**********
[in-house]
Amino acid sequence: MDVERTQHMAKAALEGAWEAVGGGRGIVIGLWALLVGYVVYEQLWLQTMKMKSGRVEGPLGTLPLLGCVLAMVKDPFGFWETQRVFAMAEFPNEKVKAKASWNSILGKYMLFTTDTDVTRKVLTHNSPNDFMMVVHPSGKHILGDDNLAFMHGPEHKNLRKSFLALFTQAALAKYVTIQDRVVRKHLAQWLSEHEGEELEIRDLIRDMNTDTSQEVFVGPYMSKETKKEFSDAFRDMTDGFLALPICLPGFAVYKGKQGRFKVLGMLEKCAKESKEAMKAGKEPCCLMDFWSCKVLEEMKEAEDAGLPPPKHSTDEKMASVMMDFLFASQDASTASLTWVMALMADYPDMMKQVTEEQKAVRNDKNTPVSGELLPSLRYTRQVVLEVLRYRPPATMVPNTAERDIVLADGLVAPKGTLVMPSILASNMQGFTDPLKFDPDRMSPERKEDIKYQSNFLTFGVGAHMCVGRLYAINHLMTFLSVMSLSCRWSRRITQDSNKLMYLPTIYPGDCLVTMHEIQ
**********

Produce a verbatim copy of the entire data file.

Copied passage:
[in-house]
Amino acid sequence: MDVERTQHMAKAALEGAWEAVGGGRGIVIGLWALLVGYVVYEQLWLQTMKMKSGRVEGPLGTLPLLGCVLAMVKDPFGFWETQRVFAMAEFPNEKVKAKASWNSILGKYMLFTTDTDVTRKVLTHNSPNDFMMVVHPSGKHILGDDNLAFMHGPEHKNLRKSFLALFTQAALAKYVTIQDRVVRKHLAQWLSEHEGEELEIRDLIRDMNTDTSQEVFVGPYMSKETKKEFSDAFRDMTDGFLALPICLPGFAVYKGKQGRFKVLGMLEKCAKESKEAMKAGKEPCCLMDFWSCKVLEEMKEAEDAGLPPPKHSTDEKMASVMMDFLFASQDASTASLTWVMALMADYPDMMKQVTEEQKAVRNDKNTPVSGELLPSLRYTRQVVLEVLRYRPPATMVPNTAERDIVLADGLVAPKGTLVMPSILASNMQGFTDPLKFDPDRMSPERKEDIKYQSNFLTFGVGAHMCVGRLYAINHLMTFLSVMSLSCRWSRRITQDSNKLMYLPTIYPGDCLVTMHEIQ